Will humans remain forever on this planet? Will our species survive impending changes that will inevitably take place in our world? If humans disappear as the environment changes, what animals would thrive?
Finally, it has become common knowledge (finally) that our environment is in dire shape. The Earth has already warmed considerably over the course of the last 150 years or so, with consequences ranging from rising sea levels to the severe endangerment of numerous species.
There are now so many warnings coming from the scientific community about how little time we have to preserve our habitat that it’s challenging to keep track of them. The bottom line is that irreversible damage has already occurred, and we don’t have long to prevent some grisly worst-case scenarios.
However, one interesting thing about how we tend to process all of this is that we look at those worst-case scenarios from a human-centric perspective. That’s not to say we don’t want to save the penguins, polar bears, and trees down the street. But consideration of the worst-case scenarios typically boils down to the selfish question: Can human society thrive in the climate we’re creating? This may well be the most important question. But because we are (rightly) so focused on it, we rarely consider another:
What life on Earth could thrive in the climate we risk creating?
Much as we like to think of ourselves and our little sphere of the galaxy as being inextricably linked, nothing could be further from the truth. And if, in fact, we are no longer here one day –– either because we’ve perished or abandoned ship and taken to outer space –– there will be plenty happening on Earth without us. It’s morbid to think about and certainly not a desirable outcome, but an interesting one to consider nonetheless.
So let’s look at a few species that could thrive as humans, and many other animals, are driven from Earth due to uninhibited warming and resulting climate changes.
Unfortunately –– at least regarding summer trips to the beach –– we’re already seeing evidence that our warming planet suits jellyfish nicely. They tend to prefer warmer waters, and there are already countless reports of their “expanding territory” due to shifting ocean temperatures.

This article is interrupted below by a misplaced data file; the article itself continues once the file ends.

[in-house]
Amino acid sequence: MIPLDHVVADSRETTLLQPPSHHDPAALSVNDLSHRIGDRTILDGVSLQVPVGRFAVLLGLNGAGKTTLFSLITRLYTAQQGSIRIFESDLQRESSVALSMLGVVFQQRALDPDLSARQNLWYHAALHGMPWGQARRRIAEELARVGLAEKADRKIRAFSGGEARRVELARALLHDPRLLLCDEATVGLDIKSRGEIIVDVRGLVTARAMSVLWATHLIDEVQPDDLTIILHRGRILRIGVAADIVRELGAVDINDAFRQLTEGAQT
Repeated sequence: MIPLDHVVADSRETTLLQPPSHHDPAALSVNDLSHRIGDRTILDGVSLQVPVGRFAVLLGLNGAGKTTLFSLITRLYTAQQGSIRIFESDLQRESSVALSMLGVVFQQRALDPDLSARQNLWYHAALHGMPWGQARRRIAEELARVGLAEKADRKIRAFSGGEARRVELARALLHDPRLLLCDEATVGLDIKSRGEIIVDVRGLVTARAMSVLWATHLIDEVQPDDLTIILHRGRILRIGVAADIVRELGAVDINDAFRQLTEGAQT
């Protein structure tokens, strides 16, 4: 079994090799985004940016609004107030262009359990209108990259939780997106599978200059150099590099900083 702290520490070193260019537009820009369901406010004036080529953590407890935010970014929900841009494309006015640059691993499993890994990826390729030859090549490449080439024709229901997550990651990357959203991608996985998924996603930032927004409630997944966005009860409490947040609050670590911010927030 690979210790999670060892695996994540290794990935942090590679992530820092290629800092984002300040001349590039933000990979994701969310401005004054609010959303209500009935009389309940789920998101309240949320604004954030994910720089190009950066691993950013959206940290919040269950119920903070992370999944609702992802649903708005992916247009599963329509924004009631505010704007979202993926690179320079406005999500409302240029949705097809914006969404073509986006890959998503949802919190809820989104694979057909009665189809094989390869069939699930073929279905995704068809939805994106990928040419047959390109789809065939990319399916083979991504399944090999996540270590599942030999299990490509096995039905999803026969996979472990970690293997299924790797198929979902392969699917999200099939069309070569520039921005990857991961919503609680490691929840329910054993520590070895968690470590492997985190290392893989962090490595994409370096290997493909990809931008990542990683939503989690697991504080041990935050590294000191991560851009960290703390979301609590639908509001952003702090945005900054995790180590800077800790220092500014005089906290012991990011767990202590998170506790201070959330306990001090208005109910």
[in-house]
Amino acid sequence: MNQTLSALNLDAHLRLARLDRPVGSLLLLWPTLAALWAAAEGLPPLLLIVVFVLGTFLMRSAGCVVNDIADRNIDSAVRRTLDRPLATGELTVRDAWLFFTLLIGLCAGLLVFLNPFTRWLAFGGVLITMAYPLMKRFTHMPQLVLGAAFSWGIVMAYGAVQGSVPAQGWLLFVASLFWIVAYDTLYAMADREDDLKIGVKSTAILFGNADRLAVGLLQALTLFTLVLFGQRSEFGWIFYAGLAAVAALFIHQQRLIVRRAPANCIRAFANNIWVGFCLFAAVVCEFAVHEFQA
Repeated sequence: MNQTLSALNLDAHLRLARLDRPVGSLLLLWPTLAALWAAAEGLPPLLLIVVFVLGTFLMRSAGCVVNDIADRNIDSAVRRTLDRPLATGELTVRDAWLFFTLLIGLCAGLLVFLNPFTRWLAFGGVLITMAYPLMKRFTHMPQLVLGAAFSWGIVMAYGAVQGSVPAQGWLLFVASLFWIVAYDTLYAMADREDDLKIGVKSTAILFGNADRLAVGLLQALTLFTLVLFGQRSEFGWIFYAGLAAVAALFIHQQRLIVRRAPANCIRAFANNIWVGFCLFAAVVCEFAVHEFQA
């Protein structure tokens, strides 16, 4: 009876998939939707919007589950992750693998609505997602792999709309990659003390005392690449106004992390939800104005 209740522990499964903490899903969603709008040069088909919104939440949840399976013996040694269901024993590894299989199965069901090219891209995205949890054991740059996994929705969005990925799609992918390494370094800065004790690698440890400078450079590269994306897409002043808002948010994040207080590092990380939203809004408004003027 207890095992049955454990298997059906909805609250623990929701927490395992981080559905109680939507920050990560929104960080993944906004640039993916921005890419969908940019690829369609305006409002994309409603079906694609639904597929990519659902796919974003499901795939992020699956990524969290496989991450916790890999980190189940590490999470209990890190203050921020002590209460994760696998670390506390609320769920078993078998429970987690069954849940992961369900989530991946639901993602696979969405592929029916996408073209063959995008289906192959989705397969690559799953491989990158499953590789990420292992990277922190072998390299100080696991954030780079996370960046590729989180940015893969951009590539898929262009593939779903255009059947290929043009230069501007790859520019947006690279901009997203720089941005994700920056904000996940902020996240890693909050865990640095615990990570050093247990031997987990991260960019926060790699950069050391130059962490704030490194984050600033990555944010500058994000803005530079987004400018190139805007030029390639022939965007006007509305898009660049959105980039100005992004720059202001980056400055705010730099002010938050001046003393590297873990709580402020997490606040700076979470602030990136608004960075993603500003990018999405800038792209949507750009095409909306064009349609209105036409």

Jellyfish are also able to thrive in ocean water with less oxygen in it, which we’ll see more of if climate change continues apace. For these simple reasons, there’s little doubt that these fascinating animals will continue to dominate large swaths of the ocean in the short term. Whether or not they can sustain or build upon that dominance will depend on whether their sources of food –– various small organisms ranging from plankton to tiny fish and crustaceans –– stick around as well.
Pleasant club taking over the Earth, yes? Well, whether or not the thought is appealing, mosquitoes are among the most likely animals to thrive on a warmer planet. Already, they thrive in hot, sticky tropical climates and are said to do best in temperatures over 60 degrees (and preferably around 80).
Additionally, while they’ll undoubtedly miss us once we’re gone, mosquitoes feed on far more than human blood; they leech nourishment off all manner of living things, from animals to flowers, to bacteria in the water (which there will be all the more of). We may well be putting together an ideal environment for mosquitoes to thrive in.
As much as we focus on temperature, carbon levels, and rising seas, a study in the journal Nature Climate Change (and summarized in Scientific American) found that another consequence of climate change appears to be faster wind (and not only in extreme weather events).
It’s been suggested, in turn, that this can benefit sea birds like albatrosses in that it can help them to fly faster and, by extension, give them more time to hunt. That has already reportedly yielded more breeding success and growing body mass for the birds. These factors –– coupled with the fact that birds typically adapt well to heat –– suggest that sea birds could be poised to thrive.
We covered mosquitoes already, but it is also worth pointing out that insects –– as an entire category –– are likely to do well with climate change. And the reason, in this case, is simple: They’ve basically done it before. Specific estimates as to the origins of insects vary, but it’s a virtual certainty that they were here 400 million years ago (if not more).
This means they’ve survived numerous mass extinction events, as well as far hotter periods in Earth’s history (with charts at Climate.gov showing clearly that for much of the time of the insects, the average temperature has been much higher than it is now). In other words, roaches, termites, and many of their crawling kin are going to be just fine.
Some years ago, the New York Times ran a blog post titled, “Bracing for a Bullfrog Invasion.” Going so far as to compare them to infamous conquistador Hernan Cortes, the article framed bullfrogs as fearsome invaders –– migrating as needed based on shifting temperatures, hunting everything from bugs to bats, and even spreading diseases that kill off other amphibians.
The long and short of it is that these seemingly innocent, even comical creatures are killers and have demonstrated a capacity to simply move as needed into new environments and dominate them. Coupled with their indiscriminate diets, this positions them well to survive climate change, one way or another.
Undoubtedly these examples only scratch the surface. But they do begin to give us a potential glimpse of something we rarely bother to think about: the life that will remain on Earth when we’re long gone.
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